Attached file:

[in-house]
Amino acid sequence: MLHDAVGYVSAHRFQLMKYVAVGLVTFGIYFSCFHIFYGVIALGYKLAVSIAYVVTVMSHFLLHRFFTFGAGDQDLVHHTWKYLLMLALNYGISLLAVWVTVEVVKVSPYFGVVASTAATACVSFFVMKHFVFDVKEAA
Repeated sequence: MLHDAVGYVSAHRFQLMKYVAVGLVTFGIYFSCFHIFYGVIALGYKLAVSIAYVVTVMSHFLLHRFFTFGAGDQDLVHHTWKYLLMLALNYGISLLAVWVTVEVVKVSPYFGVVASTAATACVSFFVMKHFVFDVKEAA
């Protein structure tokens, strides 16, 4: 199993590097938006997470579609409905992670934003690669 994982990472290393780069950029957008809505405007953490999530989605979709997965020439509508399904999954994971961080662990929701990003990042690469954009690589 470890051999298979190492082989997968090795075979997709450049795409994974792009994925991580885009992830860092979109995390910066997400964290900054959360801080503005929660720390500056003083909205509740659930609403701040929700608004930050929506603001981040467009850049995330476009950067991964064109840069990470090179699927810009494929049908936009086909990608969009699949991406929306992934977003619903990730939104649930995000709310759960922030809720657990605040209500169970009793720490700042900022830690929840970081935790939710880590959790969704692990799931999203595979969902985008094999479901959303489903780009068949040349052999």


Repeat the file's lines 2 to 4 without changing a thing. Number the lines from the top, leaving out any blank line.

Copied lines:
Amino acid sequence: MLHDAVGYVSAHRFQLMKYVAVGLVTFGIYFSCFHIFYGVIALGYKLAVSIAYVVTVMSHFLLHRFFTFGAGDQDLVHHTWKYLLMLALNYGISLLAVWVTVEVVKVSPYFGVVASTAATACVSFFVMKHFVFDVKEAA
Repeated sequence: MLHDAVGYVSAHRFQLMKYVAVGLVTFGIYFSCFHIFYGVIALGYKLAVSIAYVVTVMSHFLLHRFFTFGAGDQDLVHHTWKYLLMLALNYGISLLAVWVTVEVVKVSPYFGVVASTAATACVSFFVMKHFVFDVKEAA
């Protein structure tokens, strides 16, 4: 199993590097938006997470579609409905992670934003690669 994982990472290393780069950029957008809505405007953490999530989605979709997965020439509508399904999954994971961080662990929701990003990042690469954009690589 470890051999298979190492082989997968090795075979997709450049795409994974792009994925991580885009992830860092979109995390910066997400964290900054959360801080503005929660720390500056003083909205509740659930609403701040929700608004930050929506603001981040467009850049995330476009950067991964064109840069990470090179699927810009494929049908936009086909990608969009699949991406929306992934977003619903990730939104649930995000709310759960922030809720657990605040209500169970009793720490700042900022830690929840970081935790939710880590959790969704692990799931999203595979969902985008094999479901959303489903780009068949040349052999």